Mills and teammates continued to do their best through the final rounds and brought home the 1999 National Science Bowl® championship trophy.
After graduation, Mills went to Caltech where he found his NSB win had cachet. "Walking onto the Caltech campus and saying, 'I won the Science Bowl' — that was a good opener. California has a strong Science Bowl community, so being able to say that, I got some street cred."
He was advised to pick a traditional major; he chose instead to earn his B.S. as an independent studies major, covering physics, computer science, math, and chemistry. "Your undergraduate school is a time of great exploration; I tried as many different things as possible. If you have the inclination to do that, I encourage exploration instead of specializing.
"Science is very broad and there are many ways to do science, not just a professor at a university. I'm doing applied science. Engineers use scientific skills all the time. Other professions use scientific thinking. Science is a super-broad area with a lot of great career paths."
While completing his Ph.D. at the University of Texas at Austin, he became interested in entrepreneurship.
"I am the founder of four different companies; all have some scientific kernel to them. Each company has its own trajectory."
His most recent enterprise is computer analysis of DNA data. "Genomics is a field where I saw I had something to contribute — where the technological progress afforded an opportunity for someone like me to make an advancement, a big contribution. There is great innovation in genomics that we think is going to happen over the next several years."
Mills offers encouragement to potential NSB competitors.
"The confidence you build from doing the (NSB) competition is priceless. If you apply yourself, make a plan and work towards it — it is possible to get to a high level. I cannot think of any other program that gives you that confidence you have from doing that."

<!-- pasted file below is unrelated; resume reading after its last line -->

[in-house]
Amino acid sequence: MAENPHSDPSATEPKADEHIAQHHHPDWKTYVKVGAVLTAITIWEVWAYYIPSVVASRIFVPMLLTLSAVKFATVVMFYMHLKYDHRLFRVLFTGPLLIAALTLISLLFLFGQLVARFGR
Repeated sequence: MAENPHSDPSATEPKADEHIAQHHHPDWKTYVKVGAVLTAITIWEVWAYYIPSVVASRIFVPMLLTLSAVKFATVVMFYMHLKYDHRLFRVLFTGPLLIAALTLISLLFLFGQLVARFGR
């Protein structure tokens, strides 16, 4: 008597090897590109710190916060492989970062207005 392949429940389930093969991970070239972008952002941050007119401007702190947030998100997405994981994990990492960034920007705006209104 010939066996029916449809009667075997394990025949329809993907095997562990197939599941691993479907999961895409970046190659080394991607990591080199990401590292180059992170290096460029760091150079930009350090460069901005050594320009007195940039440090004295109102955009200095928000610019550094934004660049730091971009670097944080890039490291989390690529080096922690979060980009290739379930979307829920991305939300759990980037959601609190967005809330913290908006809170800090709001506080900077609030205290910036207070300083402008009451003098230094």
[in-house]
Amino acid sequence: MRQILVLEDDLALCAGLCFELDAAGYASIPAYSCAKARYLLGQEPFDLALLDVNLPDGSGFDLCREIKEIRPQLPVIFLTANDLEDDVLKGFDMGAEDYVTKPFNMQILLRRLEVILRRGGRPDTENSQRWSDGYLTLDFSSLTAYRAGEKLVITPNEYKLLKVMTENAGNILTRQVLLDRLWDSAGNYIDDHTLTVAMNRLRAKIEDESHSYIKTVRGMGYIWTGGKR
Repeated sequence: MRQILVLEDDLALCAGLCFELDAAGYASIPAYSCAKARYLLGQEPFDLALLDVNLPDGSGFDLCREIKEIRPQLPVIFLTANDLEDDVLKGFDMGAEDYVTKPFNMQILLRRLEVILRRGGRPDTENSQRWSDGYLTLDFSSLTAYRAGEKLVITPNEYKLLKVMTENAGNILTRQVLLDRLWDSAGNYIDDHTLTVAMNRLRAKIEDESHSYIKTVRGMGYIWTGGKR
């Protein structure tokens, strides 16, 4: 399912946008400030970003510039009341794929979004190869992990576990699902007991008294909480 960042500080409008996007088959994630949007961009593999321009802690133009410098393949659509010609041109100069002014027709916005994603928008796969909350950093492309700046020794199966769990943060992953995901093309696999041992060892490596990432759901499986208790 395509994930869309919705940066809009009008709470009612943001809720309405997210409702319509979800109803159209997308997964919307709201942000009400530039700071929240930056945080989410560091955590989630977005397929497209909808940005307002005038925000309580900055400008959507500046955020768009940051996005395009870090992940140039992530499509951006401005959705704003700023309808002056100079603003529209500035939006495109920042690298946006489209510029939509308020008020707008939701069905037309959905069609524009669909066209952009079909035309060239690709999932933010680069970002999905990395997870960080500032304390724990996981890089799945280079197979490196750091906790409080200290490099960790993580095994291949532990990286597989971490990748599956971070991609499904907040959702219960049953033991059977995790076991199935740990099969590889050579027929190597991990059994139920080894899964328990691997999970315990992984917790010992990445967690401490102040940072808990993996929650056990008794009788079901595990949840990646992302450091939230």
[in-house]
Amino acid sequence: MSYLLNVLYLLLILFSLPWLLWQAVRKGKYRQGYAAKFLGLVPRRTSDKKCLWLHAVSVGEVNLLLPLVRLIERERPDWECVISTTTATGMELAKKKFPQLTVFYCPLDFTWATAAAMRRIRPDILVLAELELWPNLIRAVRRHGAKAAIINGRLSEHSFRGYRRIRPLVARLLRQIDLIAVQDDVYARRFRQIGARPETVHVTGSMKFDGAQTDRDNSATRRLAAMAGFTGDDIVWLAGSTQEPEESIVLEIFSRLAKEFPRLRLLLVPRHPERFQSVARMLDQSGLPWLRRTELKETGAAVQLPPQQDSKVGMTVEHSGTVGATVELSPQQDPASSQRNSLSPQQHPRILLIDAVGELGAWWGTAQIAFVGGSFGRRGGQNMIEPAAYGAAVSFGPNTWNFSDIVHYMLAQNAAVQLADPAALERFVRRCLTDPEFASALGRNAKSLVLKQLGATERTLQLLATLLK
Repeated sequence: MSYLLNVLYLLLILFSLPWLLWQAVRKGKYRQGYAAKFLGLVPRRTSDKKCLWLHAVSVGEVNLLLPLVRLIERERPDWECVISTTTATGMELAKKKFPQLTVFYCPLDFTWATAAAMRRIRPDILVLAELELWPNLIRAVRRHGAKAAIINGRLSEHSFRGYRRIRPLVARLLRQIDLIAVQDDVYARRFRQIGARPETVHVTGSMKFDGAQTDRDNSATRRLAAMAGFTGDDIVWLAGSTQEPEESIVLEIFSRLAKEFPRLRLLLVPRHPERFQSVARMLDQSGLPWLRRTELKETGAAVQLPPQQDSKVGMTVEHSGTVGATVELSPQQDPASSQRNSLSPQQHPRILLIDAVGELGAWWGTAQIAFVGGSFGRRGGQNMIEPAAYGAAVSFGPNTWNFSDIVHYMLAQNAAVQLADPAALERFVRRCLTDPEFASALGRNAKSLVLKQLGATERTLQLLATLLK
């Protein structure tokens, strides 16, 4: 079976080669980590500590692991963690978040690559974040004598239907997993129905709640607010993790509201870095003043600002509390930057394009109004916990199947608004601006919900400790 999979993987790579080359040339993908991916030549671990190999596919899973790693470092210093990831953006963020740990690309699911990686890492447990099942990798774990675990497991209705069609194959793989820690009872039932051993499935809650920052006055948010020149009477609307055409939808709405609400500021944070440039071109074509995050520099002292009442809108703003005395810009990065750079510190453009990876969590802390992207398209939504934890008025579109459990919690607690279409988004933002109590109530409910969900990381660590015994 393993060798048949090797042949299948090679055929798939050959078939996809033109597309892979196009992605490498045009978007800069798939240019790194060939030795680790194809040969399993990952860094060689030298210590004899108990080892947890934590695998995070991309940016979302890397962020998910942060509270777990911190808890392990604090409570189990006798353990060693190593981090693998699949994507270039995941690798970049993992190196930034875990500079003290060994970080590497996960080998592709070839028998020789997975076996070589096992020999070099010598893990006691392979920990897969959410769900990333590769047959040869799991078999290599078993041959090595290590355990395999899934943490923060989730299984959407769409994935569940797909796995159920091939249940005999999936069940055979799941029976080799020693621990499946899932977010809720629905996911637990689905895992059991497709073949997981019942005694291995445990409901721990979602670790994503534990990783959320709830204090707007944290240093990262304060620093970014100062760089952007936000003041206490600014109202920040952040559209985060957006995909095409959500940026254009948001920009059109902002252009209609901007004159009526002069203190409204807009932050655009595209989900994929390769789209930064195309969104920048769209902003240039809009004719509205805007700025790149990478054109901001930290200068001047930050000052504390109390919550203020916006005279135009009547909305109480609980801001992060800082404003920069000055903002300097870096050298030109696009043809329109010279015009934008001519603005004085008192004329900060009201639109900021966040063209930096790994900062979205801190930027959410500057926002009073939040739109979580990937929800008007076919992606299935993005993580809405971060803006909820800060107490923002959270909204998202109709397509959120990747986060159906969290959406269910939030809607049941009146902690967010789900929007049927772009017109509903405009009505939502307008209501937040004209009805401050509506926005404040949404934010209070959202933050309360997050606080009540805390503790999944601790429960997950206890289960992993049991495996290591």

Mills continues to appreciate the structure of the fast-paced Science Bowl matches. "Spur of the moment situations have happened to me all the time, for all of my life. Maybe I have only a couple of seconds to make an impression or to explain something; I have the poise to get my point out in a concise way.
"These are skills that developed from the Science Bowl and the confidence that I got from there. This competition is much more relevant than some people realize."
Profiles of Past Competitors: please go to https://science.energy.gov/wdts/nsb/about/historical-information/profiles-of-past-competitors/ to read more student stories about their NSB experiences.
The U.S. Department of Energy Office of Science manages the National Science Bowl® and sponsors the NSB finals competition. The Office of Science is the single largest supporter of basic research in the physical sciences in the United States and is working to address some of the most pressing challenges of our time. For more information please visit https://science.energy.gov.
Sandra Allen McLean is a Communications Specialist in the Office of Science, firstname.lastname@example.org.